Greece will produce more people like Giannis

Greece will produce more people like Giannis

Greece has put Giannis Antetokounmpo on a pedestal and rejoices at every one of the NBA star’s many accomplishments, but we need to go a step further. We need to consider what his personal journey says about our country, and we need to look at ourselves in the mirror to see whether there is a dose of hypocrisy in our jubilation.

The 26-year-old basketball star has moved so many Greeks because they saw someone who does not look like anyone else they know succeeding and expressing his love for this country and his respect for its flags in a way that few who regard themselves as “proper” Greeks do. He has won us over with his sincerity and humility, but also for the fact that he returned to the downtown Athens neighborhood where he grew up, Sepolia, to give back to the place where he got his start as a basketball player.

It is not just the example he sets that is so moving. Personally, I will never forget the image of a Black soldier serving in the Hellenic Armed Forces in Cyprus. His patriotism, but also his knowledge of Greece’s strategic challenges, pointed to a young man with a bright future. Nor can I ignore the families of immigrants encouraging their children to compete in track-and-field and other sports for Greece. The children themselves speak Greek fluently and in their faces you can see their desire for a better future.

There are so many wonderful examples of success that demonstrate the strength and pride at least a part of the migrant population can bring to the country. We learned this lesson from the thousands of Albanians who came to Greece in the 1990s and are now so well assimilated into our society.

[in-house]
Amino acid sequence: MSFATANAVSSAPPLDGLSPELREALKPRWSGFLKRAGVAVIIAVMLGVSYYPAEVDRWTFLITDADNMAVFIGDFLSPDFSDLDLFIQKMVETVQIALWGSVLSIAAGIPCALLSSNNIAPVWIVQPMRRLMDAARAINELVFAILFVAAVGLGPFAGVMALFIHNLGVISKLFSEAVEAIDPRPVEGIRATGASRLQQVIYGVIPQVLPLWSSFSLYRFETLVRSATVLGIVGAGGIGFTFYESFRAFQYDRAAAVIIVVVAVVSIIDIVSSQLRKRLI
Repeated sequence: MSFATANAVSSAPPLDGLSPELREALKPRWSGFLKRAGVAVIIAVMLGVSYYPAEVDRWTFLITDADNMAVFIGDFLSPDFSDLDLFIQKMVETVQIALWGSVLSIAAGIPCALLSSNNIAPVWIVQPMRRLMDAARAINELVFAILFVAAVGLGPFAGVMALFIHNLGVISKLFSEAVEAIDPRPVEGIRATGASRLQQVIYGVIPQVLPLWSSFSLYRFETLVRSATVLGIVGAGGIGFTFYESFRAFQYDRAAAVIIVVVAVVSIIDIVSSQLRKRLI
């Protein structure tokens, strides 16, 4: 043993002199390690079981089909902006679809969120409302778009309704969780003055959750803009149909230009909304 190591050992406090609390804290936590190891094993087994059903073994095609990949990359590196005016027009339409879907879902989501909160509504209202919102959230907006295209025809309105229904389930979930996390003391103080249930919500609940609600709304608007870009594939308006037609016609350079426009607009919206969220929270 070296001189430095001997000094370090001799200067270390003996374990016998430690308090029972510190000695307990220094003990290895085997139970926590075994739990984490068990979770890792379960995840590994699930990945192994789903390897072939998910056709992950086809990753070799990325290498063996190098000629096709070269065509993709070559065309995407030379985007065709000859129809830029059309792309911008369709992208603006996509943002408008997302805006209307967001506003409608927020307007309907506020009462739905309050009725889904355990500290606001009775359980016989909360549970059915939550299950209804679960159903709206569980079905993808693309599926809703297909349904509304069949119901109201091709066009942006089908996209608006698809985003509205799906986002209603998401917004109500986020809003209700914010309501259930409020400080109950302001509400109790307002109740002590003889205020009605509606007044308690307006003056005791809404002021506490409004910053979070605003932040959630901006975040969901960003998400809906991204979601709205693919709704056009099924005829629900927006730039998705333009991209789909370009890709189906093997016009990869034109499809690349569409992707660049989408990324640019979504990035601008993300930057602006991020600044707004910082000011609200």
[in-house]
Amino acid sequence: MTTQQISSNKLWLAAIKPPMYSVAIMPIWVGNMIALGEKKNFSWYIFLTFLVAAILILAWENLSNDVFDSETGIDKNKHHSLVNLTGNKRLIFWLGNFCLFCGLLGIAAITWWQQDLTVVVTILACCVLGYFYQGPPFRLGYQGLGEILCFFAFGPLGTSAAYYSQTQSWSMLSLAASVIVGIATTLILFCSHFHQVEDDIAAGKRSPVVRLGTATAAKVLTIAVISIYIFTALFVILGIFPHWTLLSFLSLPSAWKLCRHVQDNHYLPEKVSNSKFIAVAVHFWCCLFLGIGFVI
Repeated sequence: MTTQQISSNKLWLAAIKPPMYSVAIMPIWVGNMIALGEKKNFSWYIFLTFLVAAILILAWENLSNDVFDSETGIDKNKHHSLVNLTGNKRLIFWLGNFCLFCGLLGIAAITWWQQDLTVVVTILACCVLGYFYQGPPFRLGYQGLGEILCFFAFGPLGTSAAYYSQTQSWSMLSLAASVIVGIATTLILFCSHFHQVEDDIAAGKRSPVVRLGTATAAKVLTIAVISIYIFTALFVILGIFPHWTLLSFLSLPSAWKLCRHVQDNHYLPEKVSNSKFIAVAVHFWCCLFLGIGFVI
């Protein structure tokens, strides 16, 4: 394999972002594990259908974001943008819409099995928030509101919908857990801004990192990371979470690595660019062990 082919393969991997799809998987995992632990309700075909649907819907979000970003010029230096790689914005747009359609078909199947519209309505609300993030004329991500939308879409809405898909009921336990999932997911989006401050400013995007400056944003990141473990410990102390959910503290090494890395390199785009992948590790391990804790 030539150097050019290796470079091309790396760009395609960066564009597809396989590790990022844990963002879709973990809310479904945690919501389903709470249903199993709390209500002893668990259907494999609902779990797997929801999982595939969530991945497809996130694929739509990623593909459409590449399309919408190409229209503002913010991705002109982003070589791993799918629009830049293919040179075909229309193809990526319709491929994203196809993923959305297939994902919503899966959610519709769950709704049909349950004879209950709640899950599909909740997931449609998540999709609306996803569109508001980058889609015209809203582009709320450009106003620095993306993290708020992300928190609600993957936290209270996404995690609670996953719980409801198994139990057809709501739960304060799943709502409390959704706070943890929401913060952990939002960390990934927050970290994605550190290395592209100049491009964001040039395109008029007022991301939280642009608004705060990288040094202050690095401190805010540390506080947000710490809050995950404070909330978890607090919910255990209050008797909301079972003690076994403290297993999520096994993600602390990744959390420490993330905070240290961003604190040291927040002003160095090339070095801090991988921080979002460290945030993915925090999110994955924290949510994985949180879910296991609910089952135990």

All of this, however, does not mean that we should stop considering the country’s limits and protecting it from uncontrolled illegal immigration. Quite the opposite: No self-respecting country opens its gates without some controls and criteria.

The fact is that Greeks are a people who can assimilate the good, and adapt and thrive in and with foreign communities – centuries of history have proven this. But our jubilation for Giannis should not let us sweep the racism that is consciously or unconsciously present in Greek society under the rug. We felt happy for him because he did well abroad.

I wonder if some other young man like him would be so universally liked and accepted if he were running for city hall or – why not? – prime minister. I think of all the racist incidents that have marred his path, of all the narrow-minded state officials who took offense at the color of his skin. Thankfully, this is not what Greece is about, which is why we will continue to produce many more fine young people like Giannis.

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